I immediately returned to my office and bought a book: “The Left Hand of God”, by Michael Lerner. Although I haven’t yet reads the book, the premise is that the left can unseat the Neo-Fascist Right (Lerner politely calls them the Religious Right, but, as Saruman once said, “You know of whom I speak”). The left can do by this speaking to the same yawning spiritual void to which the right speaks today. However, the left can deliver a more rational and effective agenda, because the left supports causes that help and empower, rather than impoverish and subjugate American families. Expect more on this subject later.

Now, back to our previously scheduled program:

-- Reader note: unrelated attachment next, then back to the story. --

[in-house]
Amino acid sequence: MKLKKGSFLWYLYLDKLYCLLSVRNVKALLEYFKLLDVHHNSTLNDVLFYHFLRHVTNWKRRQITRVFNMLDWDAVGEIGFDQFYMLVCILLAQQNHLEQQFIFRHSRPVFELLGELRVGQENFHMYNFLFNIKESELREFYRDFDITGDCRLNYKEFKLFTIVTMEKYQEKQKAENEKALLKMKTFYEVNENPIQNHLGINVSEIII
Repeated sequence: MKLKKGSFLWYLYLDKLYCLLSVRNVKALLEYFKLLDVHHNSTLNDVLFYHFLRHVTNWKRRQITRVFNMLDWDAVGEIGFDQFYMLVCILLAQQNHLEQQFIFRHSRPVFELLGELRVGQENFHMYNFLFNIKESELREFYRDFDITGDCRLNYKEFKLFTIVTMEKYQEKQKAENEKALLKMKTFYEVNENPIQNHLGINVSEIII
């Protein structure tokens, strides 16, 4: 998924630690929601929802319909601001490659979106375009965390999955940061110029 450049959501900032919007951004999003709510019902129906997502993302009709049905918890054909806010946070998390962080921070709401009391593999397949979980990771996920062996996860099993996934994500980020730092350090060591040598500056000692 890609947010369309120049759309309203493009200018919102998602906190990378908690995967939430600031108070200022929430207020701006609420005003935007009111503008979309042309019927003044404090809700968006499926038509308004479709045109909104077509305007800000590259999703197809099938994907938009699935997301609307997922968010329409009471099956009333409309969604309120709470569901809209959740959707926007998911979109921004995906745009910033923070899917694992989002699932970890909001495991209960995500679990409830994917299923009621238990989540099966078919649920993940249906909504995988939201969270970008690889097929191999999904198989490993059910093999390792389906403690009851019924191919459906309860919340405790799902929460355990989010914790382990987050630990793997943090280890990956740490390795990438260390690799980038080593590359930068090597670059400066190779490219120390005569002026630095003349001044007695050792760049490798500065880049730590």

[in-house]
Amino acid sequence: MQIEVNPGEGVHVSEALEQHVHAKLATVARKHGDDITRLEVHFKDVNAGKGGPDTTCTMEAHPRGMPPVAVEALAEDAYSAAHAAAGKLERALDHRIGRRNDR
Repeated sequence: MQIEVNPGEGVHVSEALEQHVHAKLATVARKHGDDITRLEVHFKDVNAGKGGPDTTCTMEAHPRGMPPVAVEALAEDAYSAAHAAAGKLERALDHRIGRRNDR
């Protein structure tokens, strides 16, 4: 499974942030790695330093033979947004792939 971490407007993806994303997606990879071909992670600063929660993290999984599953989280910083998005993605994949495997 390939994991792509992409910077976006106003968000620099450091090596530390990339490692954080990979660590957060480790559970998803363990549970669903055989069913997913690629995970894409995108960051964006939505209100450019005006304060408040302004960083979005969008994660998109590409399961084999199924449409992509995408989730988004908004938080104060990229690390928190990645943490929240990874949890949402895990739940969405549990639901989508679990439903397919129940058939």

Early in the afternoon, I was called back to talk with the very same director. A marketing executive had scheduled a festive dinner that, night, but several of the employees she invited called in sick. I have always been on good terms with this executive. In the desperate search for breathing bodies, they asked me to come with my wife. “Sure”, I said, thinking “who am I to refuse a free dinner?” When they gave me the particulars, the deal got even better. Dinner was at The Kitchen Restaurant in Sacramento. The Kitchen has become a regional nouvelle cuisine food-snobbery icon, second only to Chez Pannise. The schtick is that the design is an open kitchen surrounded by luxurious seating, with the diners sitting around the area where the chefs do the final steps of preparing, a lot of sautee and plaiting activity. The one seating took about 4 hours.